In diplomacy, he added, many times moves are made that do not become public and are “both substantial and beneficial. Actions and initiatives are taken towards all interested parties, he added, in order to address any emerging issue promptly and in the best possible way".
Invited to say whether Erdogan's re-election could lead to further progress in opening up another section of the fenced-off area, Letymbiotis said it is something that cannot be ruled out, and no one can safely predict Ankara's policy. "One thing we can say about Ankara's policy is that regardless of who is in power, it remains consistent in its approach towards Cyprus", he said.
Regarding German Chancellor Olaf Scholz’s remarks about political courage from all participants and increased trust between them, including the Turkish Cypriot side, the Spokesman noted that there was an updated statement from the Chancellor, and Scholz acknowledged the political courage shown by President Christodoulides and the Greek Cypriot side. This is evident to our interlocutors, he added. To develop more trust, Letymbiotis expressed the view that the Special Envoy will initially take on the role of persuading Turkey that it has something to gain through its involvement with the EU.
"When the talks begin in earnest," he said, "the technical support of the EU will also be necessary," something that President himself saw as having played a crucial role in the Crans Montana talks.
Asked to comment on the discussion about names for the Special Envoy, he said that specific names were discussed with the French President and the German Chancellor. When you reach the point of discussing names with the leader of a state, "this proposal is not a priori rejected", he said. As for the person for this position, he said that "a list of names will not be presented from us to the French President or from the French President to us". This exchange of names, he stated, will also happen with other EU leaders and if this proposal is implemented, the opinions of our European partners will be taken into account.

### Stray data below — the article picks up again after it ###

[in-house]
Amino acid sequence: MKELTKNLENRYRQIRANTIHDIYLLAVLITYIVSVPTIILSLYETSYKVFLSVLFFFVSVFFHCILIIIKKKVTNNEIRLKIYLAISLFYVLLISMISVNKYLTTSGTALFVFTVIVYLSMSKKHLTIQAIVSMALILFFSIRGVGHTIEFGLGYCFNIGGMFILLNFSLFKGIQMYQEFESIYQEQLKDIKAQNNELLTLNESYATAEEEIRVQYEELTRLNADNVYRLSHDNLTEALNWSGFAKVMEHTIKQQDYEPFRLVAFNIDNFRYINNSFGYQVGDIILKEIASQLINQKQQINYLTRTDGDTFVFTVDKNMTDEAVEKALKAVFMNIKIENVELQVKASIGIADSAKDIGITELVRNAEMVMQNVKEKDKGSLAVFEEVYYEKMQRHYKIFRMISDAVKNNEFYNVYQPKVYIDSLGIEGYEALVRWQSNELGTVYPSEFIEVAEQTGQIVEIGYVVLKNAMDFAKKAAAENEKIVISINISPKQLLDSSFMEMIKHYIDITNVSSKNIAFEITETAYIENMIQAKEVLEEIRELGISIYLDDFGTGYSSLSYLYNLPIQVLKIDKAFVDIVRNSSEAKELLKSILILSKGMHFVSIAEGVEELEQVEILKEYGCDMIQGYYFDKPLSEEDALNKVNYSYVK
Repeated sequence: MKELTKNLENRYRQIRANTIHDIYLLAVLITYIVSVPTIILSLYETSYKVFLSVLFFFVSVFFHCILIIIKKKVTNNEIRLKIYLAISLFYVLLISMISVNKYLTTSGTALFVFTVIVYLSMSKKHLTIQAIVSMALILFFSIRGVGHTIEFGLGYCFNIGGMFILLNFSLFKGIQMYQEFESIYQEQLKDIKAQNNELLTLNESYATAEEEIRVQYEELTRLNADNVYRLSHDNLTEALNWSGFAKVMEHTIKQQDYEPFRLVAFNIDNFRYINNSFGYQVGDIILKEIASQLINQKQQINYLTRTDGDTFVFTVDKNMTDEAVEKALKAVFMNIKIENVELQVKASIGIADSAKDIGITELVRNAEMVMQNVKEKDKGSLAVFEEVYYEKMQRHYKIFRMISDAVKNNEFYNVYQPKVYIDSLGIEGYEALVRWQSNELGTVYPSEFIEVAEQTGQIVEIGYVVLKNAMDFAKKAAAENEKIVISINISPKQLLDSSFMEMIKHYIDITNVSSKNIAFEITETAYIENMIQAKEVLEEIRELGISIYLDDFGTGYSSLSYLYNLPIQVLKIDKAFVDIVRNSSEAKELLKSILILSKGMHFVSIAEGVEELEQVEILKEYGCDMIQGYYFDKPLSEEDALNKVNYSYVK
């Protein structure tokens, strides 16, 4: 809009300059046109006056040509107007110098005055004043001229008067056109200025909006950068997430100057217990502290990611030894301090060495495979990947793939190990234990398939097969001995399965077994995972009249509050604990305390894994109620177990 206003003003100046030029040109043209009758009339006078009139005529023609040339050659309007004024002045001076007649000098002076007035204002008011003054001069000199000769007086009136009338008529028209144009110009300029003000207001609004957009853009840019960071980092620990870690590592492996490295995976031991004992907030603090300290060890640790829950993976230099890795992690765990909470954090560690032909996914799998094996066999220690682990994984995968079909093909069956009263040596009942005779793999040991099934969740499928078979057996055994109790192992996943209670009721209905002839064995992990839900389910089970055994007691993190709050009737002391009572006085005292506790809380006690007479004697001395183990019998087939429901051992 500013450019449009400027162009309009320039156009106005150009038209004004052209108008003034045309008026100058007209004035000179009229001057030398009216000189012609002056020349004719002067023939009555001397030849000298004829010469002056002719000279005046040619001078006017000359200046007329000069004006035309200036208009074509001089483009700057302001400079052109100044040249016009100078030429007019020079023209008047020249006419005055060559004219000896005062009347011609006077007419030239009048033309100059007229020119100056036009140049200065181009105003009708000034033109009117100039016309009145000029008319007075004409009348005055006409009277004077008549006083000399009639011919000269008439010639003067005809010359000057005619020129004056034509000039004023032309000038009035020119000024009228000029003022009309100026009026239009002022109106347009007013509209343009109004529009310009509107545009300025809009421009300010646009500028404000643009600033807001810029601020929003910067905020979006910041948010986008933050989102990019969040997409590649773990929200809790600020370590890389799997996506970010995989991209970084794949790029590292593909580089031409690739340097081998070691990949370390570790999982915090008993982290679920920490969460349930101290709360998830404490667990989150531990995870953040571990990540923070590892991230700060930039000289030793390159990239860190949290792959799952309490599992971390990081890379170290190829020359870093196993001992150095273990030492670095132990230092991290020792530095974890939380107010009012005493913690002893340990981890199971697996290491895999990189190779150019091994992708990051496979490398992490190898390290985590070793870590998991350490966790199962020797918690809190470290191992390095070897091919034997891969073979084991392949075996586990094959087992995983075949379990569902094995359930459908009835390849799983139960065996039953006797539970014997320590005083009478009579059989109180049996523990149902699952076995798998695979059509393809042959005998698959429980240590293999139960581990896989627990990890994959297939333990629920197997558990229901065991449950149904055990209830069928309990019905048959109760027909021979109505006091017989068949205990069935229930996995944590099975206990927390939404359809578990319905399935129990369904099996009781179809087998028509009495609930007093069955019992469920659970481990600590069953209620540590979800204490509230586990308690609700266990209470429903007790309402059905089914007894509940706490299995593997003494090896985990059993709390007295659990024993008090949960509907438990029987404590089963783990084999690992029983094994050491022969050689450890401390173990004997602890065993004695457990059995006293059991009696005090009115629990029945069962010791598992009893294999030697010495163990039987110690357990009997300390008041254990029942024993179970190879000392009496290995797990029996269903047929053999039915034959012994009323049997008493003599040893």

Asked if there is a timeline for this proposal, the Government Spokesman said that it will not be on the “table forever." At the same time, he emphasized the President's statement that the current status quo is not an acceptable solution. "Time is definitely working against us," said Letymbiotis, adding that the government will continue the effort to implement this proposal, saying that we should wait for things to settle after the Turkish elections. The President, he said, is in constant communication with leaders he has contacted, as well as European institutions. "The effort does not stop, and it is time to let diplomacy work”, he remarked.
Asked if the issue of German investments in the Turkish-occupied areas was discussed in Berlin, Letymbiotis said that it was discussed in a private meeting between the President and the German Chancellor. It is something that concerns not only us, he mentioned, stating that these issues will be resolved through the final settlement of the Cyprus problem.